The Spring Girls by Anna Todd

  “With what? It’s just a makeup course.” I shrugged and drank the last little bit of my water.

  Shia had stopped eating, and a server came by to clear our plates. I held on to the crostini on my plate, but Shia had them take his away. He tipped her, too, and I wondered how many people I was supposed to tip but didn’t since we arrived. The bellman? The valet? The concierge when they drop off John’s clean uniform in the morning?

  “In life. You’re not taking the course you talked about for weeks. And you’re working for my mom, of all people?” Shia dragged out the sentence like he needed me to really listen to what he was saying.

  “She pays me well. More than my other job.”

  He had a different relationship with Mrs. King than I did, and no matter how intimidating she was to me, I could only hope to be like her one day. She was everything I wanted to be.

  “And you’re doing what for her? Long term? Where is that going to get you?”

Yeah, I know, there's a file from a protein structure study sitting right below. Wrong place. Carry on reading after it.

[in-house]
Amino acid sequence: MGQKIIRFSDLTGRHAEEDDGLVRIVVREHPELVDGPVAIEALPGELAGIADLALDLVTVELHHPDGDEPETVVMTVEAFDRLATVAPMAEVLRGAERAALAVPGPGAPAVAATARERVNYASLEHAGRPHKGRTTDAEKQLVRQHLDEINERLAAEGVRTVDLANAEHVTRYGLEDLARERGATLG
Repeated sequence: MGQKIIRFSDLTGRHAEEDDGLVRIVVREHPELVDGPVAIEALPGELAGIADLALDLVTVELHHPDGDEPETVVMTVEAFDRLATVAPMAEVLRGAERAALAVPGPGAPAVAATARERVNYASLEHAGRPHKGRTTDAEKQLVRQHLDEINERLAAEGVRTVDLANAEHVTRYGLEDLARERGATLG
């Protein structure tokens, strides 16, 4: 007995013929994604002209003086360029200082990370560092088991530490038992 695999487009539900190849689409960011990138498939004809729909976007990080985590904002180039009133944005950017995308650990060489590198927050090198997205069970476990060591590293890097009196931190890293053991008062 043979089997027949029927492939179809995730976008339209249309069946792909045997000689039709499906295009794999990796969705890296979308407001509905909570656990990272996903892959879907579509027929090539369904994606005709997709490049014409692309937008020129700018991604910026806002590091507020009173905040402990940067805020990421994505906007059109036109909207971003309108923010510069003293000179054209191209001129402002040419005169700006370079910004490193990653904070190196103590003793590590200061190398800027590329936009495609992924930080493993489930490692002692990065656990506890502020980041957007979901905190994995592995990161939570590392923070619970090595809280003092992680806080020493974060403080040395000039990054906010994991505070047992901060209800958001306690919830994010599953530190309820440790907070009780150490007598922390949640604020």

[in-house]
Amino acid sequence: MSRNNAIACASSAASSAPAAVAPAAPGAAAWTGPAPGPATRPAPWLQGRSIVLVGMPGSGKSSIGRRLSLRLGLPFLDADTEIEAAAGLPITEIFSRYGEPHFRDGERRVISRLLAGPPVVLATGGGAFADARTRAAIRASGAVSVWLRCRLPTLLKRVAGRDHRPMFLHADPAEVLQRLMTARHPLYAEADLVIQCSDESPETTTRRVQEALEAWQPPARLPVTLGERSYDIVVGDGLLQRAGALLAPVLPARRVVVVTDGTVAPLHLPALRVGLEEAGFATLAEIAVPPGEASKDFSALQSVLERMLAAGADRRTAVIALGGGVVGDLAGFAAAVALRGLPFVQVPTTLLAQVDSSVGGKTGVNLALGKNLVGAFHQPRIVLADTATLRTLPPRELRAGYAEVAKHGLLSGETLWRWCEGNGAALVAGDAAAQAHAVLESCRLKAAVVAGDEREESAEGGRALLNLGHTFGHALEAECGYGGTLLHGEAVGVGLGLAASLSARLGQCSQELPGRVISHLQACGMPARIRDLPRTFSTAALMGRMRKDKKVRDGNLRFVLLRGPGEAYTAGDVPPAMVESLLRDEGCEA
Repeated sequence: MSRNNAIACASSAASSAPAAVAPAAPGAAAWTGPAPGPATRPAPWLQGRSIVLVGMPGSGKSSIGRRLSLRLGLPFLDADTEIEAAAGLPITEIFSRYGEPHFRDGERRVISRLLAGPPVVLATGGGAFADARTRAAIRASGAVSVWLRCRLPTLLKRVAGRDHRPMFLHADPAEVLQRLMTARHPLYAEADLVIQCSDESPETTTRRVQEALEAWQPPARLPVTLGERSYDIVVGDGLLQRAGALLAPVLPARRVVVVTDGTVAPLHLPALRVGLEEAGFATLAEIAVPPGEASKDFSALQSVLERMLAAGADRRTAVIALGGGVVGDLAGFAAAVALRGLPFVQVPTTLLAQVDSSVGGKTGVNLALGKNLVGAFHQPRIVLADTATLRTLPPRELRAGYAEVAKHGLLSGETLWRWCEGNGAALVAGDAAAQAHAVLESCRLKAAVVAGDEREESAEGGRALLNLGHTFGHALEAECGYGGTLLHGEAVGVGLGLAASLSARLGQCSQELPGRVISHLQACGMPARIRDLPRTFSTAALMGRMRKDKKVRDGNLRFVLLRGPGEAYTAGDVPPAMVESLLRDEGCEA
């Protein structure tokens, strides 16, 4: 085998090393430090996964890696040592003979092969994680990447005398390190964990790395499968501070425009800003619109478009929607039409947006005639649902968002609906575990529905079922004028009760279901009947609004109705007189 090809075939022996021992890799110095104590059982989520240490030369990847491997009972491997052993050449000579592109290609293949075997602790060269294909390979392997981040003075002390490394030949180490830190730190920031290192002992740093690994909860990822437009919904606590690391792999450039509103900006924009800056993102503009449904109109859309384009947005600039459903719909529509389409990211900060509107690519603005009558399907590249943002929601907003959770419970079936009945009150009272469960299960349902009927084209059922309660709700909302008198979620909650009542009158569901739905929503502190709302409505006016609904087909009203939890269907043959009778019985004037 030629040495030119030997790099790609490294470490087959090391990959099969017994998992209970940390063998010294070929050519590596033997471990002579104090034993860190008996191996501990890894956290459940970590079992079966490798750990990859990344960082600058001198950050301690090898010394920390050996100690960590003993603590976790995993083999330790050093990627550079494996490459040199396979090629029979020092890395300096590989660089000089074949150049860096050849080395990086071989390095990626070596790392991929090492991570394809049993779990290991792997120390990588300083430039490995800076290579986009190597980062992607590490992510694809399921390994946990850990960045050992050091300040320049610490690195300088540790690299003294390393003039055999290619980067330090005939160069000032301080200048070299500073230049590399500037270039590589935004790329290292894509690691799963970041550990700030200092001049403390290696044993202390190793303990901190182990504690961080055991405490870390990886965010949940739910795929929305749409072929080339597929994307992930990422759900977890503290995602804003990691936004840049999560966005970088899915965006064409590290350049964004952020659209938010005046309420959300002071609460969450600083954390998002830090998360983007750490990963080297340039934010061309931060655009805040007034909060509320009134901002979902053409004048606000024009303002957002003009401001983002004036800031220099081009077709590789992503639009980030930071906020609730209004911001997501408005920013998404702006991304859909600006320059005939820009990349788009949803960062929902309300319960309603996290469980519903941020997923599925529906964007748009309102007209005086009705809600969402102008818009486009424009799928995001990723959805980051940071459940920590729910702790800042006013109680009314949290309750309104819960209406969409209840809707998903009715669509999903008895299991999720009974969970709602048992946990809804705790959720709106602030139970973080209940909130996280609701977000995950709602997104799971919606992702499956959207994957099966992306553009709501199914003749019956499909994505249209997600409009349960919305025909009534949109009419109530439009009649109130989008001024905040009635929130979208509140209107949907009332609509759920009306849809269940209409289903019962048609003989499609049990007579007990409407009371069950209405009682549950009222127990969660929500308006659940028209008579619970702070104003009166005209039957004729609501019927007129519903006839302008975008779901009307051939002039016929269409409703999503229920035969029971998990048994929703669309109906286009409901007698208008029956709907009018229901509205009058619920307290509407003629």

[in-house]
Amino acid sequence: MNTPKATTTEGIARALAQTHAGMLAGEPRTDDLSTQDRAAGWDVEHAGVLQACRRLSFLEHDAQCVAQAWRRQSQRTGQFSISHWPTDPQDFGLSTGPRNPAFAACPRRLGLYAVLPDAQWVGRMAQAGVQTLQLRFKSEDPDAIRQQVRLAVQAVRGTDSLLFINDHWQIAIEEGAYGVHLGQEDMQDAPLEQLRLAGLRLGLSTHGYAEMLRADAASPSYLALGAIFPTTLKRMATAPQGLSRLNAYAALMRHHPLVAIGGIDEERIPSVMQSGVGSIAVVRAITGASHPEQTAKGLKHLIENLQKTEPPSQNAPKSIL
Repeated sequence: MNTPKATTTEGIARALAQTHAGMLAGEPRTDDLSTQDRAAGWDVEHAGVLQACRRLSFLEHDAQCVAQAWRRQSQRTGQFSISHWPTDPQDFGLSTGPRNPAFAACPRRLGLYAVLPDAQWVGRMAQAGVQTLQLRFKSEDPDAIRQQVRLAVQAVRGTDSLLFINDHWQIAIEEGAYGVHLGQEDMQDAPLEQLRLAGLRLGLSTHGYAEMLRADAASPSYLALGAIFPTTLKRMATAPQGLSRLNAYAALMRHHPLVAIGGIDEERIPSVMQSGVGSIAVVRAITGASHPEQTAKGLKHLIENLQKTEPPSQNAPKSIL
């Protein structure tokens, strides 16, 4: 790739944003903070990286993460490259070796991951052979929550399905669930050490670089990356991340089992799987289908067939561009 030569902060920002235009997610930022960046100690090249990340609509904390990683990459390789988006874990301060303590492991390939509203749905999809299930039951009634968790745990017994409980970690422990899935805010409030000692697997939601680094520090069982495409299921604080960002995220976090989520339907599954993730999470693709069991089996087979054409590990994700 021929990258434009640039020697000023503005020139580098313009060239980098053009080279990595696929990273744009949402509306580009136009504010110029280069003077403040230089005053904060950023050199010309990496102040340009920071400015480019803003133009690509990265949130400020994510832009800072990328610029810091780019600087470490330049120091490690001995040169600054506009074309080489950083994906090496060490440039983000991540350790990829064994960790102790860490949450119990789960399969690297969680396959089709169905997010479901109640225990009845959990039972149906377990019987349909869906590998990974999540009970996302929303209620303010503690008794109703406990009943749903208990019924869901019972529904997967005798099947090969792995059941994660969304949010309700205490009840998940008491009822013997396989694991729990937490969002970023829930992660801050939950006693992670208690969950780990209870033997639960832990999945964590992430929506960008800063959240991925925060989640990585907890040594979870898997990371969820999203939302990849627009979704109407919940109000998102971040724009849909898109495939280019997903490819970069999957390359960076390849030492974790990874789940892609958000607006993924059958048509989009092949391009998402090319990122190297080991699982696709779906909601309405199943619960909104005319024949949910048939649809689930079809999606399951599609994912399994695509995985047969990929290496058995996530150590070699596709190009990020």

I didn’t respond, so he kept going. He did soften his voice so it didn’t escalate the way it could have. “My mom said you’re trying to marry John. Is that true?”

  “She said that?” The burning in my throat spread up to my ears and cheeks.

  “Not literally. But she hinted. She was saying how we could throw you a big engagement party.”

  He paused, but I didn’t think he was done talking. I interrupted him anyway. “Like your engagement party?”

  He sighed and lifted the bottom of his T-shirt up to wipe his face. A line of his skin peeked out and I looked at my plate. I wanted to look at him, but didn’t want to give him the satisfaction.

  “A little like mine. But more romantic, more real, I think.”

  “Mm-hmm.” I sat back against the cushioned back of my chair. I didn’t know how romantic my engagement party would be or why Shia was hinting that his wasn’t real, but I didn’t want to play this game. A different woman came by with a pitcher of water and filled my drink.

  I swished an ice cube around in my mouth, and he sat forward.